Gene Wirchenko <genew@ocis.net>
Fri, 11 May 2012 12:19:50 -0700

http://www.infoworld.com/t/social-networking/facebook-file-sharing-could-be-security-piracy-nightmare-192959
InfoWorld Home / InfoWorld Tech Watch
May 11, 2012
Facebook file-sharing could be security, piracy nightmare
Users won't be able to pass along music or .exe files—but infected
PDFs and other forms of pirated content are permissible
By Ted Samson | InfoWorld


USPS curtailing international lithium battery shipments...

danny burstein <dannyb@panix.com>
Fri, 11 May 2012 15:44:45 -0400 (EDT)
 no iPads, etc...

[stripes.com]

If you're a servicemember overseas planning to order the latest smartphone
or laptop from the United States, take a second look at your options.

Effective May 16, new U.S. Postal Service restrictions will ban air shipping
of any electronics containing lithium batteries - such as iPads, smart
phones and digital cameras - between the United States and overseas
locations.

    ------
rest:
http://www.stripes.com/gadgets-using-lithium-to-be-barred-from-overseas-shipments-1.176965

- the USPS website doesn't seem to have any "press releases"
   or other "recent announcements" menu choice


Man jailed for accepting call in court

Gene Wirchenko <genew@ocis.net>
Thu, 10 May 2012 21:14:23 -0700

  I like this risk!  I would like to see it happen more often.

*The Daily News* (Kamloops, British Columbia, Canada); Thurday, May 10,
2012; p. A2:

"ODDITIES

Man jailed for accepting call in court

DUBLIN, Ireland, via the Associated Press": Letting your cellphone ring in a
courtroom is rarely a good idea.  Taking the call is worse.  A Northern
Ireland man received a brief jail sentence Wednesday after his phone rang.
The judge told him to turn it off, but instead he took the call and had a
brief chat.

The judge ordered 36-year-old Paddy Sweeney behind bars for two hours, then
fined him $322 for willfully interrupting the court in Londonderry, Northern
Ireland's second-largest city.  Sweeney had been watching a civil trial at
the time.


FBI issues warning on hotel Internet connections: Michael Cooney

Monty Solomon <monty@roscom.com>
Thu, 10 May 2012 11:18:56 -0400

Michael Cooney, FBI says malware lurking in hotel room connections,
particularly overseas *Network World*, 9 May 2012

The FBI today warned travelers there has been an uptick in malicious
software infecting laptops and other devices linked to hotel Internet
connections.

The FBI wasn't specific about any particular hotel chain, nor the software
involved but stated: "Recent analysis from the FBI and other government
agencies demonstrates that malicious actors are targeting travelers abroad
through pop-up windows while they are establishing an Internet connection in
their hotel rooms.

The FBI recommends that all government, private industry, and academic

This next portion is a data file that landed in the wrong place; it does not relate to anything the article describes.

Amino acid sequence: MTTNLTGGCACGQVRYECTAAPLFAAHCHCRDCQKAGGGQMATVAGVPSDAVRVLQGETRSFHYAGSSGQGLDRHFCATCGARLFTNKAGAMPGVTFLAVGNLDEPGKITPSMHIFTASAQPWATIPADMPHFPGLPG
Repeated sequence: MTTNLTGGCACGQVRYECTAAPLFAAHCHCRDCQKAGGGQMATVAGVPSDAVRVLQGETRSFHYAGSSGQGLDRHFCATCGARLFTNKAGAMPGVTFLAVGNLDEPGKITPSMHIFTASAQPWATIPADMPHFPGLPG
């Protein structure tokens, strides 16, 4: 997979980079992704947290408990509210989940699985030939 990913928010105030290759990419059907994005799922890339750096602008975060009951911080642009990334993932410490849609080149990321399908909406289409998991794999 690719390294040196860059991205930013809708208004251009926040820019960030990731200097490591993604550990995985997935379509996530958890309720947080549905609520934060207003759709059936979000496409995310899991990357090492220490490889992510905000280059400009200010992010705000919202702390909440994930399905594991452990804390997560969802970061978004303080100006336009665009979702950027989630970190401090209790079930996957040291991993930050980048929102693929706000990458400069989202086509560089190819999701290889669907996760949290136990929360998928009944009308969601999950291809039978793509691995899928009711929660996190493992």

personnel who travel abroad take extra caution before updating software
products through their hotel Internet connection.  Checking the author or
digital certificate of any prompted update to see if it corresponds to the
software vendor may reveal an attempted attack. The FBI also recommends that
travelers perform software updates on laptops immediately before traveling,
and that they download software updates directly from the software vendor's
website if updates are necessary while abroad."

The FBI said typically travelers attempting to set up a hotel room Internet
connection were presented with a pop-up window notifying the user to update
a widely used software product. If the user clicked to accept and install
the update, malicious software was installed on the laptop. The pop-up
window appeared to be offering a routine update to a legitimate software
product for which updates are frequently available.  ...

http://www.networkworld.com/news/2012/050912-fbi-internet-259125.html


".secure" TLD proposed

Lauren Weinstein <lauren@vortex.com>
Fri, 11 May 2012 11:06:16 -0700

http://j.mp/Ku8Cau  (Wired via NNSquad)

  "A security researcher has won investments of more than $9 million to
  incorporate a tightly policed section of the Internet reserved for banks,
  healthcare providers, and other groups that are regularly targeted in
  malware, phishing, and similar online attacks."

Describing the many reasons why this idea is fundamentally flawed will
be left as an exercise for the reader—for now.


More details on the .secure TLD proposal—and why I believe

Lauren Weinstein <lauren@vortex.com>
Sat, 12 May 2012 09:20:42 -0700
  it is fundamentally flawed

More details on the .secure TLD proposal (and why I believe it is
fundamentally flawed)
http://j.mp/JlSaLU  (This message on Google+)

You may recall my posting yesterday ( http://j.mp/Ku8pEd [Google+] )
where I suggested that the .secure TLD proposal is fundamentally
flawed for many reasons. The CTO of the company involved contacted me
this morning, pointing at their blog with more details:

http://j.mp/JlRXZ2  (Unhandled)

After reviewing this information, which includes their proposals for a
broader "domain policy framework," I'm forced to stand by my earlier
characterization.  I won't get into the technical analysis now, but just
point out a few facts.

First, the business model for .secure is obvious enough. I mean, hell, if